Positively perceived iconoclasm
But there are just as many counter-examples to positively experienced iconoclasm. The Hungarian uprising started in 1956 with a statue of Stalin toppled, after the fall of the wall came statues of Lenin and other communist leaders, the statues of Saddam Hussein in Iraq and who could be against the overthrow of the Soviet Union in 2020? statue of slave trader Edward Colston in Bristol? After the death of George Floyd in 2020, hundreds of statues fell around the world, Black Lives Matter caused one of the biggest iconoclasms since iconoclasm.
Now iconoclasm is fake, a protest performance. It only looks real in the picture. Do we see some of the power of images in the violent reaction to climate activists’ fictitious destruction of paintings? Or is it just about violating a capitalist taboo? Is it about money? The selected paintings are all worth millions.
The climate activists have so far not chosen an abstract painting to almost attack. This often happens in vandalism by loners, such as the man who twice attacked a painting by Barnett Newman in the Stedelijk Museum in Amsterdam. This is often done precisely by conservative artists, or by very progressive artists. In 1997, Russian artist Alexander Brener sprayed a dollar sign on a canvas by Malevich in the Stedelijk to protest the commercialization of art. All these recluses bear a resemblance to Herostrates, who is said to have set fire to a temple to Diana – one of the Seven Wonders of the World – in the fourth century BC. His motive? He wanted to become immortal. His punishment included forbidding anyone to mention his name. Damnatio memoriae. But we still know him.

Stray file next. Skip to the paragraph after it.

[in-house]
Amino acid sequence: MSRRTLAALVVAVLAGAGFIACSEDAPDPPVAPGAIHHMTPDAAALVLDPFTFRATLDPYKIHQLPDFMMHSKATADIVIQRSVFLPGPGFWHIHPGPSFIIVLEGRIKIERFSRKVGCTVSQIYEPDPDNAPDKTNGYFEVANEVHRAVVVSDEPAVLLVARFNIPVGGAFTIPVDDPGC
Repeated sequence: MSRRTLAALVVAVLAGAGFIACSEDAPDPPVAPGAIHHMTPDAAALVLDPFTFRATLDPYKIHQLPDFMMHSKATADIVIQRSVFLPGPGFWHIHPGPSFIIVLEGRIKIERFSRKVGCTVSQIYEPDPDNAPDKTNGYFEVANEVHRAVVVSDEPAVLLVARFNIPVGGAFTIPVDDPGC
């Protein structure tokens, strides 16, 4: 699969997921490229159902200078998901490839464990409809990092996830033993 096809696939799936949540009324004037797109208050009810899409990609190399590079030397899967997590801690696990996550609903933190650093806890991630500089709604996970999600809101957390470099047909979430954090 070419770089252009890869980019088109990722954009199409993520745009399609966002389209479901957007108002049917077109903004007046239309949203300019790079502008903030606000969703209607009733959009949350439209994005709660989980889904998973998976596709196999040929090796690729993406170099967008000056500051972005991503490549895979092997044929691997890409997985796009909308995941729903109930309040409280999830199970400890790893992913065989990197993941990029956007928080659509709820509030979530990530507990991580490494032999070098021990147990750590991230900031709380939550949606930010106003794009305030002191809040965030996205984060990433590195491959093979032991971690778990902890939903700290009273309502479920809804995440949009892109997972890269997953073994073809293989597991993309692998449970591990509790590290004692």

It is not often that activists have used art in museums for a political purpose. And if they do, it might seem at first glance that the type of art doesn’t matter. But that seems to be the case for both the suffragettes and the climate activists. Both are realist art, a genre whose magic has still not been worked out so many thousands of years after the Lascaux caves. It’s always about appearance and being.
Mary Richardson protested his attack on Rokeby Venus against the capture of Emmeline Pankhurst the day before, 9 March 1914. Richardson defended himself thus: “If there is an outcry against my deed, let every one remember that such an outcry is hypocrisy so long as they allow the destruction of Mrs. Pankhurst and other beautiful living women.Much later, in the 1950s, she added that she did not like the way men ogled the naked Venus.
Perhaps there is a key here, because can you still claim that women are more beautiful in paintings than they often are in real life, let alone that you can see the creatures naked, e.g. tomatoes, sunflowers or halmids? not the case. What is the difference between a strawberry and a strawberry painted by Coorte? The strawberry from Coorte is usually praised because it looks so much like a real strawberry. Is there really no more? Or is that already enough? Is this what is left when there are no more real strawberries? Everyone paints a death mask? All art an advance on destruction?
A member of the German action group Letzte Generation put it this way: “What is more valuable: art or life? Why are many people more afraid of damaging an image than of the destruction of nature itself?